This herb is a powerful, beautiful, potentially deadly & invaluable when used properly. Foxglove contains substances that are among the most potent heart treatment drugs used today, but they can be lethal if used incorrectly.
Foxglove is a classic example of why you should be educated about herbs before making any herbal preparations of your own.
Foxglove has been employed in the treatment of internal haemorrhage,inflammatory diseases,delirium tremens, epilepsy & acute mania.
It is for strengthening the heart & regulating heartbeat.
Foxglove also causes an irregular pulse to become regular.
The action of the drug on the kidneys is of importance only second to its action on the circulation.
In small or moderate doses, it is a powerful diuretic & a valuable remedy in dropsy, especially when this is connected with affections of the heart.
Foxglove is an excellent antidote in Aconite poisoning, given as a hypodermic injection.
Extracts from the foxglove plant, especially from the leaves are extremely effective in increasing the functionalities of all forms of muscle tissue, but more importantly that of the heart & the arterioles.
In cases of cardiac dilatation the use of foxgloves improves the nutrition of the heart by increasing the amount of blood.
In the earlier days, foxglove was used in Ireland as treatment to skin disorders for boils & ulcers.
Also in treating headaches as well as paralysis.
Very toxic, those suffering an overdose of digitalis may experience anorexia, nausea, vomiting, diarrhea & sometime xanthopsia (jaundiced or yellow vision) with the appearance of halos or blurred outlines. Bradycardia can also occur.
Depending on the species, it may contain several deadly physiological & chemically related cardiac & steroidal glycosides which lead to the folk names “Dead Man’s Bells”& “Witches Gloves”.
The entire plant is toxic including roots & seeds.
A nibble can be enough to cause death.
Symptoms include but are not limited to nausea, vomiting, diarrhea, abdominal pain, wild hallucinations, delirium, severe headache, irregular & slow pulse, tremors, various cerebral disturbances, especially of a visual nature, convulsions, & deadly disturbances of the heart.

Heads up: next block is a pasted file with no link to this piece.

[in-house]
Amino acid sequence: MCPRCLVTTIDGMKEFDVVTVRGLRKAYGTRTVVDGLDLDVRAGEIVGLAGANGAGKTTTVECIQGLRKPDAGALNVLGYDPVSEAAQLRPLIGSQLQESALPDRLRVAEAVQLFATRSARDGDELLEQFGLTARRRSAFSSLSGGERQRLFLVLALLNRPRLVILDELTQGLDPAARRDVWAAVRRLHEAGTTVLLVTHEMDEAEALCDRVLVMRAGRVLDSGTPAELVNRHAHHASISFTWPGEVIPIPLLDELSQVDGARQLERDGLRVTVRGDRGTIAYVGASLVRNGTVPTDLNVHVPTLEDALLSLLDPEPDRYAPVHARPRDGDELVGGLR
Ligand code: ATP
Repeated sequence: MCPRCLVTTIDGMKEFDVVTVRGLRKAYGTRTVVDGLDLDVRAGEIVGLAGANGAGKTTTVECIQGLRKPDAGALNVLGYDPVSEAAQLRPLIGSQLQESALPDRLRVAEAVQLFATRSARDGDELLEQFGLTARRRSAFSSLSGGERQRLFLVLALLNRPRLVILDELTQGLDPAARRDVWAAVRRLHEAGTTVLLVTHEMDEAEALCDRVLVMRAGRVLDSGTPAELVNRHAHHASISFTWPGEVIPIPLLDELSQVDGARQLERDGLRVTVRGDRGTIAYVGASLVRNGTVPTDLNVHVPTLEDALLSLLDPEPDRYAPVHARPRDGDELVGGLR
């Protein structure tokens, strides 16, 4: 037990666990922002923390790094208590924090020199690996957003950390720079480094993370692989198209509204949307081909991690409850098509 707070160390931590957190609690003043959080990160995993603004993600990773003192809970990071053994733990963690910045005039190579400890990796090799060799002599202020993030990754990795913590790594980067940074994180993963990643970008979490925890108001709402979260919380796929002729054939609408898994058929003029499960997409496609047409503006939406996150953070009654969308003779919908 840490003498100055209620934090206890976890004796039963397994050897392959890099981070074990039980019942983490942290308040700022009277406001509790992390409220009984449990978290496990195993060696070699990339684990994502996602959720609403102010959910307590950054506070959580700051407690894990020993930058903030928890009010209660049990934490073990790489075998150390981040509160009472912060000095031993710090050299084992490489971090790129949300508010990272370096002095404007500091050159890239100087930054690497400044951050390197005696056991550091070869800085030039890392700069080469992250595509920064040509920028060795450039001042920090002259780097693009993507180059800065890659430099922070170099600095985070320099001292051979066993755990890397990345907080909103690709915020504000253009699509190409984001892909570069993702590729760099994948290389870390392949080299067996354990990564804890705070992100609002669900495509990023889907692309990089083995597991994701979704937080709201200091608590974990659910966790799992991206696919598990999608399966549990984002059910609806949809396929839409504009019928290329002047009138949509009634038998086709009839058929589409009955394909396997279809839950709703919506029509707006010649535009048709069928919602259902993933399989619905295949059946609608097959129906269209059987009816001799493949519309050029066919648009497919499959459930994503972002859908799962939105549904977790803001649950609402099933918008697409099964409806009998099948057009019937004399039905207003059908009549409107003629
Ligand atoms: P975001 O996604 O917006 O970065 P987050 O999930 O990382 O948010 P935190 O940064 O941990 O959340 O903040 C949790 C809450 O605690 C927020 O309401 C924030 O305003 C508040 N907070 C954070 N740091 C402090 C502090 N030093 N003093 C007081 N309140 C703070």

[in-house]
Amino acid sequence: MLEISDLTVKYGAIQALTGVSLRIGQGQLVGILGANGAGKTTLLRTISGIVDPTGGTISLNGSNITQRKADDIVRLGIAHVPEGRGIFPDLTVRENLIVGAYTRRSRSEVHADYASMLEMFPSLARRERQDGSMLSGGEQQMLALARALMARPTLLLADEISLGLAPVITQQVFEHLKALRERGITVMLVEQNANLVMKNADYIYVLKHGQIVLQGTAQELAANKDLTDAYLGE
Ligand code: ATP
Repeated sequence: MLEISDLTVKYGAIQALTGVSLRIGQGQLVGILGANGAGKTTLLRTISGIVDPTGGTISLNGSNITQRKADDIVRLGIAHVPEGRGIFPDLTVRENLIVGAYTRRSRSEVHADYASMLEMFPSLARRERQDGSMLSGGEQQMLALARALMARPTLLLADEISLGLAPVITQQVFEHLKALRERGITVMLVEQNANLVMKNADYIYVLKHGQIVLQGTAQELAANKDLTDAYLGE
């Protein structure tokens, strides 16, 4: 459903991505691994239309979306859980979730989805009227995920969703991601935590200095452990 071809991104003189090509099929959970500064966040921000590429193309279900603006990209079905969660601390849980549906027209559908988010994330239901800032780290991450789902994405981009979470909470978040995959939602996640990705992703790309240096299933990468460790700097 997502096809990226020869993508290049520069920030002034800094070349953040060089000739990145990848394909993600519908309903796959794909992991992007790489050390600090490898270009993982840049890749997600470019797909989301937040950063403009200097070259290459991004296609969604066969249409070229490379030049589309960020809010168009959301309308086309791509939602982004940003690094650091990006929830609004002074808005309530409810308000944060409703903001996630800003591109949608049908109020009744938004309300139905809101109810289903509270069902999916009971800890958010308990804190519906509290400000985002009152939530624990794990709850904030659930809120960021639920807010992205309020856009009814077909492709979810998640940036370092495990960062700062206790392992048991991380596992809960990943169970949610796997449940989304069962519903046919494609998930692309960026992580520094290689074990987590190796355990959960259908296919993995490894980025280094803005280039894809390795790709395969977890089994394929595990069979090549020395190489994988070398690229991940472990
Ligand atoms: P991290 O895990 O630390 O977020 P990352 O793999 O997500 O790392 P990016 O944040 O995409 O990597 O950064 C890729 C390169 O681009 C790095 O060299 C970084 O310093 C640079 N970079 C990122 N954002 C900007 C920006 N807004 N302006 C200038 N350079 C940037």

The plant is toxic to animals including all classes of livestock & poultry, as well as felids & canids.
Northern legends stating that bad fairies
gave these blossoms to the fox so that
she might put them onto their toes to soften
tread when prowling among the roosts.
Other legends state that the blossoms are
to mark where the elves had placed
their fingers or that they were warning signs
for the baneful juices secreted by the plant
as in Ireland’s name for it as
“Dead Man’s Thimbles”.
There is a tradition in the Scottish Borders of putting foxglove leaves in a newborn baby's cradle to protect it from becoming bewitched.
Foxglove was used throughout the UK for working magic, as a symbol for protection & communicating with fairies, woodland spirits such as elves.
The name Goblin's Gloves is of Welsh origin. There foxglove was thought to attract the hobgoblins who wore the foxglove bells on their fingers to bring magical properties.
Foxglove, Digitalis, is used in fairy magic & for the evocation of elves or earth elementals. The leaves are said to grant release from fairy enchantment. Planting foxglove is an invitation to fairies to enter your garden.
Wearing foxglove is a charm to attract fairy energy. The juice of the plant is said to be effective in breaking fairy enchantments, which are sometimes naughty & downright cruel, as in the stealing of babies & children.
Placed in front of the house, Foxglove is believed to protect the occupants from evil influences.
Picking Foxglove from the garden & bringing it inside, is believed to anger the Fairies.
Placed in a charm or talisman, a piece of Foxglove flower is believed to keep one inside protective Fairy light.